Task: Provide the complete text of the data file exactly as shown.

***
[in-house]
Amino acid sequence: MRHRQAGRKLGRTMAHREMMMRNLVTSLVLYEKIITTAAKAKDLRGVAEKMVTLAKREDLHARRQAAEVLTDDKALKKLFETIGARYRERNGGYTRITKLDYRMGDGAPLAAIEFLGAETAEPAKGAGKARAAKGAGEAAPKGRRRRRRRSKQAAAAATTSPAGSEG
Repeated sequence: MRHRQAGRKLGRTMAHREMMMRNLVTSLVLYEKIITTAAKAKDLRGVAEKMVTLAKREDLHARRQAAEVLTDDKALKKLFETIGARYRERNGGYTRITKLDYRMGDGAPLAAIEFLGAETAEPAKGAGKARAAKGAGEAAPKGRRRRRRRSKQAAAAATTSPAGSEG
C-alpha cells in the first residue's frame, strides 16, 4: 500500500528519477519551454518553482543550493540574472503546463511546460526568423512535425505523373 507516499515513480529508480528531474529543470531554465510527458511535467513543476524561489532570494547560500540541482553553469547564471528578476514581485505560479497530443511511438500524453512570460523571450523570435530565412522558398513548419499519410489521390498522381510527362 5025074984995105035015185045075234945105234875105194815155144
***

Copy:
[in-house]
Amino acid sequence: MRHRQAGRKLGRTMAHREMMMRNLVTSLVLYEKIITTAAKAKDLRGVAEKMVTLAKREDLHARRQAAEVLTDDKALKKLFETIGARYRERNGGYTRITKLDYRMGDGAPLAAIEFLGAETAEPAKGAGKARAAKGAGEAAPKGRRRRRRRSKQAAAAATTSPAGSEG
Repeated sequence: MRHRQAGRKLGRTMAHREMMMRNLVTSLVLYEKIITTAAKAKDLRGVAEKMVTLAKREDLHARRQAAEVLTDDKALKKLFETIGARYRERNGGYTRITKLDYRMGDGAPLAAIEFLGAETAEPAKGAGKARAAKGAGEAAPKGRRRRRRRSKQAAAAATTSPAGSEG
C-alpha cells in the first residue's frame, strides 16, 4: 500500500528519477519551454518553482543550493540574472503546463511546460526568423512535425505523373 507516499515513480529508480528531474529543470531554465510527458511535467513543476524561489532570494547560500540541482553553469547564471528578476514581485505560479497530443511511438500524453512570460523571450523570435530565412522558398513548419499519410489521390498522381510527362 5025074984995105035015185045075234945105234875105194815155144